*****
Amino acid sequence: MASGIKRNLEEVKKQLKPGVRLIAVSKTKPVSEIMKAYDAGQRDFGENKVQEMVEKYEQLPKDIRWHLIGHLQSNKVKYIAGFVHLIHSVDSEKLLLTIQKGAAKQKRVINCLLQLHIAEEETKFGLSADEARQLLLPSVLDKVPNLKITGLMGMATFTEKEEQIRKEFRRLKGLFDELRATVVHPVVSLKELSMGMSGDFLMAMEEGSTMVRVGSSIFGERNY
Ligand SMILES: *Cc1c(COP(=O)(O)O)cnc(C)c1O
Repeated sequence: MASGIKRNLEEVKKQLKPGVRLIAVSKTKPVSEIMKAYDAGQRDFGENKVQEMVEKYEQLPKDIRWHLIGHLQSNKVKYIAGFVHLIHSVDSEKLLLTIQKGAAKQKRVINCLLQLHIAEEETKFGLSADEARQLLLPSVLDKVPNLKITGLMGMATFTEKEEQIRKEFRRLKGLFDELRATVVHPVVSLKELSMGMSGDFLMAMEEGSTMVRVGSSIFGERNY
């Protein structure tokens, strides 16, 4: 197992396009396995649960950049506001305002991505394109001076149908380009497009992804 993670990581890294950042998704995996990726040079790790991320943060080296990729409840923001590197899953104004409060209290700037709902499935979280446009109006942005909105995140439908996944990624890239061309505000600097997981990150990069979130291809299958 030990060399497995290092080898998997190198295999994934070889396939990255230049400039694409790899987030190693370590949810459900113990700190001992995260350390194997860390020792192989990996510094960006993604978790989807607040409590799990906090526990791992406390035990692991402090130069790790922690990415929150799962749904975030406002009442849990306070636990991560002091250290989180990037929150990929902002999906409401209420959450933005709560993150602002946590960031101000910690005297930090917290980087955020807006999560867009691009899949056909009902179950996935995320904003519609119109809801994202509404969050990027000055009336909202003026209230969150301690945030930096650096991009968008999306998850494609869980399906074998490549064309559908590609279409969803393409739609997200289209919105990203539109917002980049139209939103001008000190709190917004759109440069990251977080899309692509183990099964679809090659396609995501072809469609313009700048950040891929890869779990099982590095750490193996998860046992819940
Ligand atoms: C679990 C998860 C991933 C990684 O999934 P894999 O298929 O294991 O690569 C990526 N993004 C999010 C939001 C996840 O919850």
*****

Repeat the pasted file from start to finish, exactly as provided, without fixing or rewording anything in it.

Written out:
Amino acid sequence: MASGIKRNLEEVKKQLKPGVRLIAVSKTKPVSEIMKAYDAGQRDFGENKVQEMVEKYEQLPKDIRWHLIGHLQSNKVKYIAGFVHLIHSVDSEKLLLTIQKGAAKQKRVINCLLQLHIAEEETKFGLSADEARQLLLPSVLDKVPNLKITGLMGMATFTEKEEQIRKEFRRLKGLFDELRATVVHPVVSLKELSMGMSGDFLMAMEEGSTMVRVGSSIFGERNY
Ligand SMILES: *Cc1c(COP(=O)(O)O)cnc(C)c1O
Repeated sequence: MASGIKRNLEEVKKQLKPGVRLIAVSKTKPVSEIMKAYDAGQRDFGENKVQEMVEKYEQLPKDIRWHLIGHLQSNKVKYIAGFVHLIHSVDSEKLLLTIQKGAAKQKRVINCLLQLHIAEEETKFGLSADEARQLLLPSVLDKVPNLKITGLMGMATFTEKEEQIRKEFRRLKGLFDELRATVVHPVVSLKELSMGMSGDFLMAMEEGSTMVRVGSSIFGERNY
């Protein structure tokens, strides 16, 4: 197992396009396995649960950049506001305002991505394109001076149908380009497009992804 993670990581890294950042998704995996990726040079790790991320943060080296990729409840923001590197899953104004409060209290700037709902499935979280446009109006942005909105995140439908996944990624890239061309505000600097997981990150990069979130291809299958 030990060399497995290092080898998997190198295999994934070889396939990255230049400039694409790899987030190693370590949810459900113990700190001992995260350390194997860390020792192989990996510094960006993604978790989807607040409590799990906090526990791992406390035990692991402090130069790790922690990415929150799962749904975030406002009442849990306070636990991560002091250290989180990037929150990929902002999906409401209420959450933005709560993150602002946590960031101000910690005297930090917290980087955020807006999560867009691009899949056909009902179950996935995320904003519609119109809801994202509404969050990027000055009336909202003026209230969150301690945030930096650096991009968008999306998850494609869980399906074998490549064309559908590609279409969803393409739609997200289209919105990203539109917002980049139209939103001008000190709190917004759109440069990251977080899309692509183990099964679809090659396609995501072809469609313009700048950040891929890869779990099982590095750490193996998860046992819940
Ligand atoms: C679990 C998860 C991933 C990684 O999934 P894999 O298929 O294991 O690569 C990526 N993004 C999010 C939001 C996840 O919850």